Deutschland 83 is a televised, stylish love letter to the classic spy thriller novel. I say novel for two reasons. One: structure. This is not a Golden Age-style, intellectual deep-dive into the undercover agent psyche (see Alias or The Americans). Like most decent spy novels set in wartime—Ken Follet’s Eye of the Needle, for example, or anything written by John le Carré—expository info is dispatched at the top. Meet our hero (sidebar—gorgeous), here are his circumstances (ugh, boring girlfriend) and this is his mission (hilarious undercover outfit, brought to you by a very special corporate sponsor).

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puma 2 Are Puma sneakers the same as Adidas? Both give men very feminine-looking feet.

The second reason? You read the show. That’s right! Deutschland is the first ever German-produced, German-language television show to air stateside. All German, all the time—except for the amazing Anglo 80’s synth-pop soundtrack. All else is subtitled.

If you’re like me, subtitles do not offend. I go out of my way to watch foreign films, particularly at old-timey theaters like Chicago’s Music Box or the San Francisco’s Film Institute. I do this primarily to feel fancy, but have also discovered truly delightful movies I would’ve otherwise missed.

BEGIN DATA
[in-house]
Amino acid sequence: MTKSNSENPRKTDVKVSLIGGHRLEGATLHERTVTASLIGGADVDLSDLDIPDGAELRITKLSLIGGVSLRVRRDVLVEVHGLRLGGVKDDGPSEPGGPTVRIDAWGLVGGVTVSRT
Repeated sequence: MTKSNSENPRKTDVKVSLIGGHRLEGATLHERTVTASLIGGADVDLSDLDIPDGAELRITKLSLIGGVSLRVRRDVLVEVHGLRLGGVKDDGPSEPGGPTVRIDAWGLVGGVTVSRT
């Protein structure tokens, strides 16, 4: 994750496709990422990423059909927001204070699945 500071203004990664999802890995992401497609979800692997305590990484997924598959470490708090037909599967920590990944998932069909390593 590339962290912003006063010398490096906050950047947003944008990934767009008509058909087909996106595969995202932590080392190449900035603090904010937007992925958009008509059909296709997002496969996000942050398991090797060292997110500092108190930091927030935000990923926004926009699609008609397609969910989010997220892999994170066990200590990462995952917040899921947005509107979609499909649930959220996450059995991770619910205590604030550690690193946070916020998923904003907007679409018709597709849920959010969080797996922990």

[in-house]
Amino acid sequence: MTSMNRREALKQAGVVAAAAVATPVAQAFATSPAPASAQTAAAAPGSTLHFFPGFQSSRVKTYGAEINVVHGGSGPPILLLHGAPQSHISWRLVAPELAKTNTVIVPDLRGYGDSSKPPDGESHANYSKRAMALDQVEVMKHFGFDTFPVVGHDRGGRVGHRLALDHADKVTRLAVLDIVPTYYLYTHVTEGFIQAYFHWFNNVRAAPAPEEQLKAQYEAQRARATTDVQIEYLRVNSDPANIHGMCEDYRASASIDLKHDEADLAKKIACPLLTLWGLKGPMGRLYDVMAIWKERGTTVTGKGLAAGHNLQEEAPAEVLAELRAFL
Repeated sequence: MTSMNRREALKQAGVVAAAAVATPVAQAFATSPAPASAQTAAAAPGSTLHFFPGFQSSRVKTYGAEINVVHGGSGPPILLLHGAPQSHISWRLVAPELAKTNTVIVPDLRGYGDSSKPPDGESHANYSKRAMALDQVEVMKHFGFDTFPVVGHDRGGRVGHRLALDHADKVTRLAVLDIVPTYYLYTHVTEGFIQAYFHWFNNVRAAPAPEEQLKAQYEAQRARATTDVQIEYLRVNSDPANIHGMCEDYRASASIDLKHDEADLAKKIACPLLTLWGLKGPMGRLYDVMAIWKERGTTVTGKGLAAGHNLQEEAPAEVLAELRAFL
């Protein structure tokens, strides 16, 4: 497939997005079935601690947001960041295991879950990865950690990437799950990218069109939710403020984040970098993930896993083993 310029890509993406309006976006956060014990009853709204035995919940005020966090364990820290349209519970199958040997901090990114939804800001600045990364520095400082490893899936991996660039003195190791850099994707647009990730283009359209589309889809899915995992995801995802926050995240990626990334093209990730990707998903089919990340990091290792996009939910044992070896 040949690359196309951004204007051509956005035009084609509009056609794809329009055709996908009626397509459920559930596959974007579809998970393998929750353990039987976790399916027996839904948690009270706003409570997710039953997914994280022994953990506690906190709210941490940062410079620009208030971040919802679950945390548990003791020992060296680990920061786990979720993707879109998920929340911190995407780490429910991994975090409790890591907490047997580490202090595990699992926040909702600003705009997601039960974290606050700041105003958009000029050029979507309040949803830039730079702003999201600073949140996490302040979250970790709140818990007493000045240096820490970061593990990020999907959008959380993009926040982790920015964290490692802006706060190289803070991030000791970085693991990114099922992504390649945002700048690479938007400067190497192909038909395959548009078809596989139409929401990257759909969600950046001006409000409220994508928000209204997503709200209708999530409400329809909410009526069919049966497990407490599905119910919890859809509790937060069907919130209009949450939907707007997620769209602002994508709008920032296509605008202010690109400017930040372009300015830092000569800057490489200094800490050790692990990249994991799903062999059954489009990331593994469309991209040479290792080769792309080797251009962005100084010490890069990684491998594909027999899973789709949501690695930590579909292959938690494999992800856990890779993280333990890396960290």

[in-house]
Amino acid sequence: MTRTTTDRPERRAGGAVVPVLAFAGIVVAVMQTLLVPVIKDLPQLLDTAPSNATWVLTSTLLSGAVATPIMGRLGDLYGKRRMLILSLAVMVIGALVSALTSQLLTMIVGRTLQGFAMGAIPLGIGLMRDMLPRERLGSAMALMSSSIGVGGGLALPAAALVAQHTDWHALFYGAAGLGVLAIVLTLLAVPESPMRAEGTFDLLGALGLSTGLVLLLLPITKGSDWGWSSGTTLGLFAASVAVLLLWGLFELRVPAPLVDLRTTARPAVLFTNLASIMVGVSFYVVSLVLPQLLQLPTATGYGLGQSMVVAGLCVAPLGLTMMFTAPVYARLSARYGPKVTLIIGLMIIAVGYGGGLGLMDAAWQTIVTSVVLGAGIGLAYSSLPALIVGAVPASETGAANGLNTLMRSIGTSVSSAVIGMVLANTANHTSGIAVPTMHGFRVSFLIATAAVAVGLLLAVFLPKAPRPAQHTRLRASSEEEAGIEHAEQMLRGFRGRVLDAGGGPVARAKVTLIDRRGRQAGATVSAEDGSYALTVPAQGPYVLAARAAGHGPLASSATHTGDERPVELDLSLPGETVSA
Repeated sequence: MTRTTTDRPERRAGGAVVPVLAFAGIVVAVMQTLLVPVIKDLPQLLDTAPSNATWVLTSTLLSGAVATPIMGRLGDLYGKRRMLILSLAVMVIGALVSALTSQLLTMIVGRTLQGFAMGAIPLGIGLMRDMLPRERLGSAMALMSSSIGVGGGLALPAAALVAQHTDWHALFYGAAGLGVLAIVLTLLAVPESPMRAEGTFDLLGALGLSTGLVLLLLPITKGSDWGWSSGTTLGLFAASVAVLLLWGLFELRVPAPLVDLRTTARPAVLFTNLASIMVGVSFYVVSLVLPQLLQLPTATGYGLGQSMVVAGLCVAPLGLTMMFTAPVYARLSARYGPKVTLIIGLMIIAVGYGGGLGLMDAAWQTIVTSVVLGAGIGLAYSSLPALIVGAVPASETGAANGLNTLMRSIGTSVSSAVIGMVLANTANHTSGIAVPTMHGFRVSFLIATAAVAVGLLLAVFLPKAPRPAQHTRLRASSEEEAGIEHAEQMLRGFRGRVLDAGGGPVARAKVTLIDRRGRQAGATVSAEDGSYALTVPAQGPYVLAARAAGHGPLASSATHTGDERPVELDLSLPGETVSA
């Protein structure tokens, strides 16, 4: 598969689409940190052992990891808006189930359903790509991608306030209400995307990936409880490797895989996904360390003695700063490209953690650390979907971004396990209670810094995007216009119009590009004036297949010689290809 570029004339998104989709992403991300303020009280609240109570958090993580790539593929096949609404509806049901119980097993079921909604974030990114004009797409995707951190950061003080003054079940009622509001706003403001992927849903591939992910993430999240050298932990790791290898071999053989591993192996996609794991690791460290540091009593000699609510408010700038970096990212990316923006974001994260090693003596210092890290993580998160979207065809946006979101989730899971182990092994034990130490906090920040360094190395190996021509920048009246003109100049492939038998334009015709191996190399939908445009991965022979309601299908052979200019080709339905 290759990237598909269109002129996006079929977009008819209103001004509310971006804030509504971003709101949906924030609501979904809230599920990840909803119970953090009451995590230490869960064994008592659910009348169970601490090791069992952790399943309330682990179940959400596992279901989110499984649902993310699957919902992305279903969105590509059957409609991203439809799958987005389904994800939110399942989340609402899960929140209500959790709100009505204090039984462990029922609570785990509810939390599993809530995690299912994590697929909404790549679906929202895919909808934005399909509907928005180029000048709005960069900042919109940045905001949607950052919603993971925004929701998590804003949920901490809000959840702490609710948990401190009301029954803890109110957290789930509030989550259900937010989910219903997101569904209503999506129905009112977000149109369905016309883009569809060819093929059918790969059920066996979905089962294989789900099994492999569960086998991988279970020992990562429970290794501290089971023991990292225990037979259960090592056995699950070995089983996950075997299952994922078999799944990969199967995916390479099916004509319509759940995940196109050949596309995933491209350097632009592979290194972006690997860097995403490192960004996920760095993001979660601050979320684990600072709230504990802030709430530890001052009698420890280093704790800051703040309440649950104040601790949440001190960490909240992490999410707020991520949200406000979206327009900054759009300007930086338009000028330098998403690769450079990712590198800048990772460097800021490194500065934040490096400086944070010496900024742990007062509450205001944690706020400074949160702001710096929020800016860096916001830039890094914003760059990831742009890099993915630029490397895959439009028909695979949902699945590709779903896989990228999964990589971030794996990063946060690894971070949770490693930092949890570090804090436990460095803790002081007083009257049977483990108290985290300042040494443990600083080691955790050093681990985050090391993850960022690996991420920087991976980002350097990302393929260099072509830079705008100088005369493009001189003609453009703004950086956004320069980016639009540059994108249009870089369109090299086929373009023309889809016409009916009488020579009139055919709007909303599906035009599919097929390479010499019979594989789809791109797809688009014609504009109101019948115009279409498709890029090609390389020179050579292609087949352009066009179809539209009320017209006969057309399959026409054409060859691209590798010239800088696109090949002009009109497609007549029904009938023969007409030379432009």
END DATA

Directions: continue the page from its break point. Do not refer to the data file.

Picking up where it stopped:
But this might be the first television show I’ve read along with, and to my surprise: I totally paid attention. A sad and ridiculous truth about my (admittedly insane) TV-watching is that I’m often multitasking while I do. This makes me a highly unreliable television critic (hey—it’s not like I’m getting paid here), but more than that—I miss moments. Often I’ll be goofing around on my phone while a show plays, hear a line of dialogue delivered by Jon Hamm or Keri Russell and force myself to rewind. I can tell I’ve missed something.

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Deutschland is fantastic fun, straightforward and smart but not too heavy—a welcome relief now that Game of Thrones and Mad Men have wrapped (though nothing can save us from True Detective, which has returned to HBO on Sunday nights). After a few antsy, uncomfortable minutes—forced to keep my eyes on the screen—I was able to relax into the Deutschland story. I placed my trust in the writers and their characters, instead of dividing my attentions—and they did not disappoint.

I was reminded just how much energy quality television demands of its viewers. It’s the absorption reminiscent of a darkened movie theater, where you are immersed in an experience you really can’t escape. All good shows deserve this kind of undivided attention. For Deustchland, I was wholly engaged—at first because I had to be, and then because I was enjoying myself, and so dedicated an entire forty-two minutes to simply watching. And reading. And not missing a thing.